In a year that has been good to us where hurricanes are concerned, let us not forget the devastation that they cause. Perhaps we should also note the difficulties arising out of their complete absence as well!!!
Our photograph today was taken in 1924. We used the original negative which survived to make the print that we are sharing today.
A hurricane hit St. Kitts and Nevis on the 28th and 29th August 1924, causing major destruction. They were not named in those days. Many small houses were lost or damaged. Mud and water filled the cellars of those buildings that had one and mud and debris covered the streets and especially the Bay Front. In the London Electric Theatre, the movie theatre of the time the seats in the “pit” and “circle” were submerged under water. The sugar factory lost an engine house. Most of the lighters were destroyed and crews lost at sea. The water conduit from Old Road to Basseterre was damaged in six places. People immediately started drawing water from the fountain in the Square and at the Berkeley Memorial in the Circus but both supplies were soon exhausted. To minimise the discomfort to the population in town, the Sugar factory connected its supply from Green Hill to the town’s water main.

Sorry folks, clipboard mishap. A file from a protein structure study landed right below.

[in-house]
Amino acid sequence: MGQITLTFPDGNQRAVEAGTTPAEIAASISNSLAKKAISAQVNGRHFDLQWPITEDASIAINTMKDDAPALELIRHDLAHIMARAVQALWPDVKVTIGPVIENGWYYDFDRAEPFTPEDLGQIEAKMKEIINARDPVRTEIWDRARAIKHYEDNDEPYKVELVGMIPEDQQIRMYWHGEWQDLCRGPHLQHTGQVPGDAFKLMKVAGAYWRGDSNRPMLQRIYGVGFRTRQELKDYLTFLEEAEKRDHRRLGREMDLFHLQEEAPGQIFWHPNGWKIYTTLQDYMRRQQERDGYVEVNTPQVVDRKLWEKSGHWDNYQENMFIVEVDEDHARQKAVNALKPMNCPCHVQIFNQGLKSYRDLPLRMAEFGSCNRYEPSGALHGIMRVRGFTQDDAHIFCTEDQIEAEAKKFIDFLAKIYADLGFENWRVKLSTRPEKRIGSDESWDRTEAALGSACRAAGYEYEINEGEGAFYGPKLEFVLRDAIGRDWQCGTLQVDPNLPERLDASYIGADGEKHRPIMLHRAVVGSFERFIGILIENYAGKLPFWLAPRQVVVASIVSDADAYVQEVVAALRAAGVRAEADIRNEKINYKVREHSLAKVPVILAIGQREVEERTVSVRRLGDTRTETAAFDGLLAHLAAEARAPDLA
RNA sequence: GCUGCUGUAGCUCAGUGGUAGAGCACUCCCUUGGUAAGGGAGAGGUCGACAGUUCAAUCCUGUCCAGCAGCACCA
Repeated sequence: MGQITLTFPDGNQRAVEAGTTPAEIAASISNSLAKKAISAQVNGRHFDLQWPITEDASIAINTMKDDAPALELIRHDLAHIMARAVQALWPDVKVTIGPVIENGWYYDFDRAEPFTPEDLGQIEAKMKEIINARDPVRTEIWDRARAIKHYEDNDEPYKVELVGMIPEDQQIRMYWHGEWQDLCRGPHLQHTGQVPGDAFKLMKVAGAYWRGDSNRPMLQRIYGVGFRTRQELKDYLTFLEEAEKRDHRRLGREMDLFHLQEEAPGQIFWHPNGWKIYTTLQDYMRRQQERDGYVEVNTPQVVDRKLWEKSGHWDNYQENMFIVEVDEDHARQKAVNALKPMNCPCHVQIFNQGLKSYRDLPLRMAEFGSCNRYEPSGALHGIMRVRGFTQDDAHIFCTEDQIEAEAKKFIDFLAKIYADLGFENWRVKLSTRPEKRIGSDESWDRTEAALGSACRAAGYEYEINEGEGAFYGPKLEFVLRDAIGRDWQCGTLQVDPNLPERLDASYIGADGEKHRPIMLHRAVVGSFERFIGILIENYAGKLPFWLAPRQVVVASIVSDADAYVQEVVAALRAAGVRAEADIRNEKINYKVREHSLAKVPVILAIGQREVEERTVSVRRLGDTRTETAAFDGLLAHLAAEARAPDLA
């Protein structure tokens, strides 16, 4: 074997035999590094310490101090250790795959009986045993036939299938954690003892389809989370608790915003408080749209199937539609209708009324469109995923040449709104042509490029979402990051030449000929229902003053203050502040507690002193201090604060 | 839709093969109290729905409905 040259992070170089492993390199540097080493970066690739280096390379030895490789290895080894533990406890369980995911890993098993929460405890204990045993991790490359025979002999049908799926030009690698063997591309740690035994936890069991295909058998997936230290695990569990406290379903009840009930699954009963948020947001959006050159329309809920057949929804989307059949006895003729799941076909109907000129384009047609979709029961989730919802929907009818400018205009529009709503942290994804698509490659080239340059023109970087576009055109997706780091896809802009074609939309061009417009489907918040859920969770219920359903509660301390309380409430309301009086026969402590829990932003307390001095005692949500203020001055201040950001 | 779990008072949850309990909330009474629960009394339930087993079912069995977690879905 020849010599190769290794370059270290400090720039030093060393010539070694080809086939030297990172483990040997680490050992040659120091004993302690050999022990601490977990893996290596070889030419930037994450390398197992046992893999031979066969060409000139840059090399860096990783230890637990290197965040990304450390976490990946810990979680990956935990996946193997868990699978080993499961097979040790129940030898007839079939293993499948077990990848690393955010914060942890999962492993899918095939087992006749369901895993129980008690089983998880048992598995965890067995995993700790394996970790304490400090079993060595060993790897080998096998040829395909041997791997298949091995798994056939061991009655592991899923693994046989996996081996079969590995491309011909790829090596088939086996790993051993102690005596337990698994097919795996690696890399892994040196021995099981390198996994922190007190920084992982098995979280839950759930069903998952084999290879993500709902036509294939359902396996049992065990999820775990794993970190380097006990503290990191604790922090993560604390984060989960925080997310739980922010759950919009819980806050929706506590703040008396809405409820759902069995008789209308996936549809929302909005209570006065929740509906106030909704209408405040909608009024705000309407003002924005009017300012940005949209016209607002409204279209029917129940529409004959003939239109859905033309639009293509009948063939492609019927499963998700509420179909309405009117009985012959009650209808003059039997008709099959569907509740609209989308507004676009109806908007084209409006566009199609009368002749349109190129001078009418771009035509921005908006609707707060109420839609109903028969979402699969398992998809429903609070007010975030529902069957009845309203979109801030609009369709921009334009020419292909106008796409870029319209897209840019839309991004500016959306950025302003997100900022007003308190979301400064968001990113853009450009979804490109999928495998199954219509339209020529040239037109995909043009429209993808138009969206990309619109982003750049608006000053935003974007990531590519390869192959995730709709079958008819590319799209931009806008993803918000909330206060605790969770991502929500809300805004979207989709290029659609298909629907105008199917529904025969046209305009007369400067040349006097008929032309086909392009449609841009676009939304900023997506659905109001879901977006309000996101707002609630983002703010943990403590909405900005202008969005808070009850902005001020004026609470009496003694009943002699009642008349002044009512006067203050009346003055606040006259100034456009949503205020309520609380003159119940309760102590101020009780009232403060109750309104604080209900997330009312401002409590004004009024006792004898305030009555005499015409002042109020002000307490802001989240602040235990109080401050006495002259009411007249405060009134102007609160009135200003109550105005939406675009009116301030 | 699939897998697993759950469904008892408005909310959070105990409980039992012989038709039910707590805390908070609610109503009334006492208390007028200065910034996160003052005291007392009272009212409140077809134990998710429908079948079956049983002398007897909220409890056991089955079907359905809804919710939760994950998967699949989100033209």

The recovery effort got under way soon after the passage of the storm. Gangs of labourers were employed to clear mud and sand and restore the streets. The men were paid 1 shilling and sixpence per day and the women received 1 shilling. After the first week the payroll amounted to £500. It was estimated that the work could continue for three months. Despite the severe damage, the water supply to Basseterre was turned on in under a week.
Damage in neighbouring Montserrat and the British Virgin Islands was more severe and there was significant loss of life.